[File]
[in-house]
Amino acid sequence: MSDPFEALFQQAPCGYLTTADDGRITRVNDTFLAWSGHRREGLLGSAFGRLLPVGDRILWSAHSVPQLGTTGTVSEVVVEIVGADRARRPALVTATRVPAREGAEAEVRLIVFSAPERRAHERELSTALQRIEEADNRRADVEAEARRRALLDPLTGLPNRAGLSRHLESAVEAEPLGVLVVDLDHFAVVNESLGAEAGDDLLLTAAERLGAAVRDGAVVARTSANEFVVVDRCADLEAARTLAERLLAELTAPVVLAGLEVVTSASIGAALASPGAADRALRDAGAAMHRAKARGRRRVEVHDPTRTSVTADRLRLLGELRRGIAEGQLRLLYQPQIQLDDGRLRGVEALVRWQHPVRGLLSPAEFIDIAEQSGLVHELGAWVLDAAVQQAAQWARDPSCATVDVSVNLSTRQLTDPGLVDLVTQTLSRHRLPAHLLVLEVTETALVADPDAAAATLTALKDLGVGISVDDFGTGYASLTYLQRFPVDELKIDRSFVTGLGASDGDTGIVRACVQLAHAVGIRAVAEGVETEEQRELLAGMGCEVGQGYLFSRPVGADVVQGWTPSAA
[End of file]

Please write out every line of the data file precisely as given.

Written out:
[in-house]
Amino acid sequence: MSDPFEALFQQAPCGYLTTADDGRITRVNDTFLAWSGHRREGLLGSAFGRLLPVGDRILWSAHSVPQLGTTGTVSEVVVEIVGADRARRPALVTATRVPAREGAEAEVRLIVFSAPERRAHERELSTALQRIEEADNRRADVEAEARRRALLDPLTGLPNRAGLSRHLESAVEAEPLGVLVVDLDHFAVVNESLGAEAGDDLLLTAAERLGAAVRDGAVVARTSANEFVVVDRCADLEAARTLAERLLAELTAPVVLAGLEVVTSASIGAALASPGAADRALRDAGAAMHRAKARGRRRVEVHDPTRTSVTADRLRLLGELRRGIAEGQLRLLYQPQIQLDDGRLRGVEALVRWQHPVRGLLSPAEFIDIAEQSGLVHELGAWVLDAAVQQAAQWARDPSCATVDVSVNLSTRQLTDPGLVDLVTQTLSRHRLPAHLLVLEVTETALVADPDAAAATLTALKDLGVGISVDDFGTGYASLTYLQRFPVDELKIDRSFVTGLGASDGDTGIVRACVQLAHAVGIRAVAEGVETEEQRELLAGMGCEVGQGYLFSRPVGADVVQGWTPSAA